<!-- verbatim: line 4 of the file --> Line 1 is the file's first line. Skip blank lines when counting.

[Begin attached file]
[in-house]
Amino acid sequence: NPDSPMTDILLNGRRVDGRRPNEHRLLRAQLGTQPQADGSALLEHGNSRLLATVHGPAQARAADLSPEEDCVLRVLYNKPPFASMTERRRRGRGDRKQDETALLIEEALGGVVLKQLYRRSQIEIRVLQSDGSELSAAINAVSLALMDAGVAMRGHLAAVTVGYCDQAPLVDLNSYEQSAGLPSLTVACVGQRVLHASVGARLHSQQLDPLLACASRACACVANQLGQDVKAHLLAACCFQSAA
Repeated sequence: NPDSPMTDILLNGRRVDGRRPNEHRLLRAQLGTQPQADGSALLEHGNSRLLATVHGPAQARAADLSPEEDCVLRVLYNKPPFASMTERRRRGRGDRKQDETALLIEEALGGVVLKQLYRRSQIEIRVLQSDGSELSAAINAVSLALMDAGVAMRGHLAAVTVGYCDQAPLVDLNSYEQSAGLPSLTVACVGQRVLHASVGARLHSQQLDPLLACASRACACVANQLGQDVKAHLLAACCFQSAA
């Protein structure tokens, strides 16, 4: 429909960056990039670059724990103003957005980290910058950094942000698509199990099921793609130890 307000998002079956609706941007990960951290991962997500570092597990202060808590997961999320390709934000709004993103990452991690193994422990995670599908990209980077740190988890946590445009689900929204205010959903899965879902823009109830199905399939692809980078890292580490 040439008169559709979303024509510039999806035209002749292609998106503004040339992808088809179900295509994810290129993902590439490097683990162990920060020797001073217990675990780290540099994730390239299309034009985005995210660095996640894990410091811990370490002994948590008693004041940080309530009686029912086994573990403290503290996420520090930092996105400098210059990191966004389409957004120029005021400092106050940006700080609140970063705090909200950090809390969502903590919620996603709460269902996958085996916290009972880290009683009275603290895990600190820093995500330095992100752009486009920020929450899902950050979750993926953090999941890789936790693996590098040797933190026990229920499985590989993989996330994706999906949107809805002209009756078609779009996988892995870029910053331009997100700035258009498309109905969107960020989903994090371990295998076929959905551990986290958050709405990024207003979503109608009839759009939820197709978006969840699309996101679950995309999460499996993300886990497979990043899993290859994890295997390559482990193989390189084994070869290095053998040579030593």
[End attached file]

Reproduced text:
């Protein structure tokens, strides 16, 4: 429909960056990039670059724990103003957005980290910058950094942000698509199990099921793609130890 307000998002079956609706941007990960951290991962997500570092597990202060808590997961999320390709934000709004993103990452991690193994422990995670599908990209980077740190988890946590445009689900929204205010959903899965879902823009109830199905399939692809980078890292580490 040439008169559709979303024509510039999806035209002749292609998106503004040339992808088809179900295509994810290129993902590439490097683990162990920060020797001073217990675990780290540099994730390239299309034009985005995210660095996640894990410091811990370490002994948590008693004041940080309530009686029912086994573990403290503290996420520090930092996105400098210059990191966004389409957004120029005021400092106050940006700080609140970063705090909200950090809390969502903590919620996603709460269902996958085996916290009972880290009683009275603290895990600190820093995500330095992100752009486009920020929450899902950050979750993926953090999941890789936790693996590098040797933190026990229920499985590989993989996330994706999906949107809805002209009756078609779009996988892995870029910053331009997100700035258009498309109905969107960020989903994090371990295998076929959905551990986290958050709405990024207003979503109608009839759009939820197709978006969840699309996101679950995309999460499996993300886990497979990043899993290859994890295997390559482990193989390189084994070869290095053998040579030593």